And with the current low level of new business flowing into life assurance bonds, maybe this a way of mitigating Inheritance Tax which has been forgotten about.  Only about 3 per cent of assets on adviser platforms is held in the form of UK or offshore bonds, according to recent Platforum research.

Unsurprisingly, the main focus of inheritance tax planning is on pensions and business property relief (BPR) investment. And there are good reasons for their popularity, seeing as they provide the irresistible and currently politically-fashionable attraction of both having your cake and eating it.

You can hold on to the asset in your estate and access it for spending if the need arises but it is free of IHT at the same time.

There is, of course, a requisite two-year wait for a BPR investment to qualify for IHT freedom, although that does not normally present a serious problem for most clients.

What could be better than that?  Not much.

Even if the original investor takes a relatively short-term view, their beneficiaries may well be able to weather investment storms and sail through to better times and returns.

Pensions are currently IHT-free on death, although the age at death means there is something of a tax lottery. Still, the underlying investments should be more mainstream and less volatile, especially with a foundation of fixed interest.

What is not to like, however, is that neither of these tax privileges are guaranteed to survive a Labour government or even the current chancellor, who has set the Office of Tax Simplification to review IHT.  The OTS has asked interested parties for their views on a whole range of issues, including BPR, pensions and life assurance.

Bloch is of the view that the current structure of BPR is very generous by international standards. And while there are some solid reasons it might possibly survive in its current form, things can change quickly.

Family businesses are arguably the backbone of UK enterprise, so encouraging them to take an intergenerational long-term view makes a lot of sense for the government. But some would argue these reliefs can also stultify enterprise and reinforce social immobility and privilege. The tax breaks have survived several decades of different governments but they might not continue to be so generous in the future.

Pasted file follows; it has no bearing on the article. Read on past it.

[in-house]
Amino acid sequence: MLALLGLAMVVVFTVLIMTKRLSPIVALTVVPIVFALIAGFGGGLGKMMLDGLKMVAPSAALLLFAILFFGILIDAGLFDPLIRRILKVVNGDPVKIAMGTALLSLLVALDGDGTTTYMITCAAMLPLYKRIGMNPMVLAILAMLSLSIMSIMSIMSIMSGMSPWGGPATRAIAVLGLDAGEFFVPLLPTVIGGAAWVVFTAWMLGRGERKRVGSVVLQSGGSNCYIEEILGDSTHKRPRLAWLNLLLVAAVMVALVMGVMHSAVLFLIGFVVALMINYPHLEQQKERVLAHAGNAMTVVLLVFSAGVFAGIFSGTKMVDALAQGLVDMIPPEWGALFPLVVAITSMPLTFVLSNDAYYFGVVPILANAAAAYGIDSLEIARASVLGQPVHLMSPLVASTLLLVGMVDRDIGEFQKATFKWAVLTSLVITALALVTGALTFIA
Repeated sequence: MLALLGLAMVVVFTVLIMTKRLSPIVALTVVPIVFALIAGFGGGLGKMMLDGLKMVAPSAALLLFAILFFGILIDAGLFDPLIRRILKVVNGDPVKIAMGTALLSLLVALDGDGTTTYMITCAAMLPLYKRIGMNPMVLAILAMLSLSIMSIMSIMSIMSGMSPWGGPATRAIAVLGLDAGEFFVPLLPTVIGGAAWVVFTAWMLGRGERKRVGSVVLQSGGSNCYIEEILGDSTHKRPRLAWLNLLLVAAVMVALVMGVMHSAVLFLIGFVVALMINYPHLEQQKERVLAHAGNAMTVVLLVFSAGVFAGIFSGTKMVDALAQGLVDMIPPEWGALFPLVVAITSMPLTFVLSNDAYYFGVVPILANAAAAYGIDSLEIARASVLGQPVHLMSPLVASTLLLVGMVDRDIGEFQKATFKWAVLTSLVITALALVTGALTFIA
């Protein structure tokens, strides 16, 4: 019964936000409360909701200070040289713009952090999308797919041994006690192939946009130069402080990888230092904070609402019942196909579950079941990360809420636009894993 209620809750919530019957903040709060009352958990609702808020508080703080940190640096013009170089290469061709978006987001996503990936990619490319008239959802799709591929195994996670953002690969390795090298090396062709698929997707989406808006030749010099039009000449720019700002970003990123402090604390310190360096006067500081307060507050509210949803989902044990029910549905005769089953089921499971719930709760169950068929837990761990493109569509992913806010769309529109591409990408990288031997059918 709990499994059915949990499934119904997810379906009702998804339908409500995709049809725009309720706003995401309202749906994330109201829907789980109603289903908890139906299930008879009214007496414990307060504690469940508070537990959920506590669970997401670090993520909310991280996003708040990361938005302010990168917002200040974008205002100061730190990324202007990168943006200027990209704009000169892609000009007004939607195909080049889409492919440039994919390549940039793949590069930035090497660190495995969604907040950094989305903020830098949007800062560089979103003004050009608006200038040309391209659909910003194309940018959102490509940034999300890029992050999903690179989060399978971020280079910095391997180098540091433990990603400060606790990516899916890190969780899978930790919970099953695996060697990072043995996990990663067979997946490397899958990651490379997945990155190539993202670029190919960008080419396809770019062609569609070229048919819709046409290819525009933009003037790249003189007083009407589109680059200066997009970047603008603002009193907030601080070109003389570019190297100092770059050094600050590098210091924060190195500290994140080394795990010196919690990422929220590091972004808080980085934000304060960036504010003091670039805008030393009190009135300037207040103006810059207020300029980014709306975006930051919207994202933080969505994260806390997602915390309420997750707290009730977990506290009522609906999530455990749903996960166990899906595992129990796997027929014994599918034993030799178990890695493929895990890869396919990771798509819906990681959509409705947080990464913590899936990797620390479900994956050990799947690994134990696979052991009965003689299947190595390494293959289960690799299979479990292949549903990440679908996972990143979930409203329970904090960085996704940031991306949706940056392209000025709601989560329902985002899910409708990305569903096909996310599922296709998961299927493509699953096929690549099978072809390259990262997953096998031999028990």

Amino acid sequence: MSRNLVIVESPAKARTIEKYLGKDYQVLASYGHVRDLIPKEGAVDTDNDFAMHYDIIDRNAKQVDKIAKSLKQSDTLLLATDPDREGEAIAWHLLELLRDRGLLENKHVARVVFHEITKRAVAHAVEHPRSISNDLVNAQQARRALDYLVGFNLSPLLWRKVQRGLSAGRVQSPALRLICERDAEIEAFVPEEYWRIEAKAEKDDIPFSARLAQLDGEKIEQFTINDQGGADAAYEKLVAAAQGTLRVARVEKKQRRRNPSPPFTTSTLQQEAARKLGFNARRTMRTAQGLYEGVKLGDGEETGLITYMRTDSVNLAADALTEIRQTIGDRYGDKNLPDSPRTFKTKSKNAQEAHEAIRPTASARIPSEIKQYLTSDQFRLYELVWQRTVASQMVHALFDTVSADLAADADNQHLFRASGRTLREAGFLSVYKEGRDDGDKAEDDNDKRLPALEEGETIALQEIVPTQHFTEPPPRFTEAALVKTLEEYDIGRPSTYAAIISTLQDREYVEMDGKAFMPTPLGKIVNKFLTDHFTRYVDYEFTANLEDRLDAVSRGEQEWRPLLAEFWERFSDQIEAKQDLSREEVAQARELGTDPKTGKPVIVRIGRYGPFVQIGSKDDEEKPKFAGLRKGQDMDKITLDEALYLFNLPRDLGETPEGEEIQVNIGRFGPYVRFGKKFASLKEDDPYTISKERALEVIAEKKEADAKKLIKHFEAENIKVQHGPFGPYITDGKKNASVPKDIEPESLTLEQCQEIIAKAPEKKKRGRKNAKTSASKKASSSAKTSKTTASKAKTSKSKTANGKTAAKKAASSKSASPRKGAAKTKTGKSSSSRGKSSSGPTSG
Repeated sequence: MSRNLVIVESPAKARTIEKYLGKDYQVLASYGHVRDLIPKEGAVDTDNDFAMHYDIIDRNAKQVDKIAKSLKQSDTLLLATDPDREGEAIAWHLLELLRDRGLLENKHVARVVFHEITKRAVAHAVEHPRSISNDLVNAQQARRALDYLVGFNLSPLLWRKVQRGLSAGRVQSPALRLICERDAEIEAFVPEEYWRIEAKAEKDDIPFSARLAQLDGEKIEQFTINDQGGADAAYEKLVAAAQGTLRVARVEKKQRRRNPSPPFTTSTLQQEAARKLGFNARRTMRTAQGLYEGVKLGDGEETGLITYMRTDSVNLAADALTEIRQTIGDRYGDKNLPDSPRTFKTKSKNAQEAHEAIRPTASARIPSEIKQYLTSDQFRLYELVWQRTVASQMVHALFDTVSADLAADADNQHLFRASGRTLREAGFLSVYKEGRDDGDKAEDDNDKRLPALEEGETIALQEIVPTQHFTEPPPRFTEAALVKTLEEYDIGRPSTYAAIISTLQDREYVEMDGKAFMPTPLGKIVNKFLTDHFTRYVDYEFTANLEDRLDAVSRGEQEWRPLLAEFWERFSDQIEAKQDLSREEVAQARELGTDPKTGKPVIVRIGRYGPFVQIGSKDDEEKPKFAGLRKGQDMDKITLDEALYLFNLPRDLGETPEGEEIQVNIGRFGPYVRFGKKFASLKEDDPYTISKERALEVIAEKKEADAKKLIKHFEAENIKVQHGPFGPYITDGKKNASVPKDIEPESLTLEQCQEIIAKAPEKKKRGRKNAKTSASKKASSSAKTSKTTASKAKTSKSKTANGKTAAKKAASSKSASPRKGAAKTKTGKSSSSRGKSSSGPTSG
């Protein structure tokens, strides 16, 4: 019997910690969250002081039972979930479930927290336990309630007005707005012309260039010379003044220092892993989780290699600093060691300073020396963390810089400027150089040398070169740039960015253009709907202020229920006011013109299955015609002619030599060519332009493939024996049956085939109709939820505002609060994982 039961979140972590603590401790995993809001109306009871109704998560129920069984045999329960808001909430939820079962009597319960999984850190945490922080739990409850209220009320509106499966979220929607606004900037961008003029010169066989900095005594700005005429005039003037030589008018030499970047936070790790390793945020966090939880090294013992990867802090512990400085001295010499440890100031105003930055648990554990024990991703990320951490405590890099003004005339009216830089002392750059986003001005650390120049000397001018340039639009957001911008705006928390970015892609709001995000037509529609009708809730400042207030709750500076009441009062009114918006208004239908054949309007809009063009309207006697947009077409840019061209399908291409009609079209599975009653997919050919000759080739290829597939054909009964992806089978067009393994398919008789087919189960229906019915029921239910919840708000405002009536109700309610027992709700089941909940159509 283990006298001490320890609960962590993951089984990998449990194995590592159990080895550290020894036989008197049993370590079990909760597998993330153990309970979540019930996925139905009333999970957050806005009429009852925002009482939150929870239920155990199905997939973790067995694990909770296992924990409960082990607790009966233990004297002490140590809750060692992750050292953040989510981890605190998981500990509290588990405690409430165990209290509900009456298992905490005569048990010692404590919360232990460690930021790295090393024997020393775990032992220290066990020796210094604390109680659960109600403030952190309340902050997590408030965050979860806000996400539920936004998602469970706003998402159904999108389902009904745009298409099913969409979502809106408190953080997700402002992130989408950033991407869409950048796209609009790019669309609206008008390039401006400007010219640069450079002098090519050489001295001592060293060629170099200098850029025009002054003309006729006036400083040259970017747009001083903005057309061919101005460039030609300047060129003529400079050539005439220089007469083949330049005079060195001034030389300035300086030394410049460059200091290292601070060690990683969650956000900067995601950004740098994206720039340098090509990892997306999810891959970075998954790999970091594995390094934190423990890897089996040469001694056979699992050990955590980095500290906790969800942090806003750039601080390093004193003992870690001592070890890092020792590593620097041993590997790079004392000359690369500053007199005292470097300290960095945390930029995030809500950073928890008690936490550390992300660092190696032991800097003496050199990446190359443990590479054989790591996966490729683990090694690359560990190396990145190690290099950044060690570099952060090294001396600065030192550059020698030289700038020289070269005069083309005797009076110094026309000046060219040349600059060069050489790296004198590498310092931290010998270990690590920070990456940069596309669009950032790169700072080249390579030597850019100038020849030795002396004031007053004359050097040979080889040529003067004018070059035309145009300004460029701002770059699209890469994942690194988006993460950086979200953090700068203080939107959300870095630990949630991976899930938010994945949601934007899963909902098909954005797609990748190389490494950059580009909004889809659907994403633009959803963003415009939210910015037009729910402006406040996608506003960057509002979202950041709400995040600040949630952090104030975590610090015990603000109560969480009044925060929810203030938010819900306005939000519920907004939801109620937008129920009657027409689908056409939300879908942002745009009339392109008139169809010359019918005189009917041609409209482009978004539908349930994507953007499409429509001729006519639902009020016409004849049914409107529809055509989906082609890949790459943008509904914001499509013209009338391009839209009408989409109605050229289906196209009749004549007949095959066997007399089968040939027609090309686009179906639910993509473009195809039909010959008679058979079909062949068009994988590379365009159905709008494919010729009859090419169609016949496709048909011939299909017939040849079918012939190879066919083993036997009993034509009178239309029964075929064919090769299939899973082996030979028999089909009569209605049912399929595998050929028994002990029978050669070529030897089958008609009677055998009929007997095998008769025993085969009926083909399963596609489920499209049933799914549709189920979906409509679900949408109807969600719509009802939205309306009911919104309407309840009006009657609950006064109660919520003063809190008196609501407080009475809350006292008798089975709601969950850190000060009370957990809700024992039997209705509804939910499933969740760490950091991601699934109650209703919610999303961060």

The Art of Managing Income in Retirement

Managing income in retirement has become a conundrum for our times, with advisers, clients and the pension industry all offering different ideas on the best way to solve the same problem.

It isn’t unreasonable for retirees to want the best of all worlds; flexibility, access and control over their retirement savings along with the reassurance that their money will last for as long as they do. But, what is the best way to deliver a consistent and robust outcome for every client in retirement?

Research has found that 53% of advisers said they adopted a centralised retirement proposition (CRP). However, when asked about when clients move into the decumulation phase and require income, overall 57% of advisers still used the same investment strategies, for both accumulation and decumulation.

However, the ongoing challenge that is facing advisers of clients who are moving from accumulation to decumulation in retirement, is one of finding a way to use products and investments to mitigate income volatility rather than a complete focus on capital volatility.

What is also clear is that decumulation in retirement brings with it a different set of challenges compared to the accumulation stage and maintaining the same investment strategy for both invites potential difficulties for both adviser and client.

Every client has different needs and objectives and we at ABFM have adopted, in most cases, a robust advice process specific to decumulation which allows for an investment strategy that can adapt to the post retirement rigors of pound cost ravaging and sustainability of income for life. A de-risked decumulation strategy also widens the focus for what lies ahead for retired later life, the vulnerability challenges, and changes to risk perception and capacity for loss.

Even those clients whom we have advised to follow a more traditional path, agree that a de-risked decumulation strategy will ultimately be necessary for them to follow.

We, as advisers, believe that we are at the centre of this revolution in retirement thinking because for most people, retirement will be a huge and important part of their lives, and as such needs the focus, consistency and surety that a decumulation proposition can offer.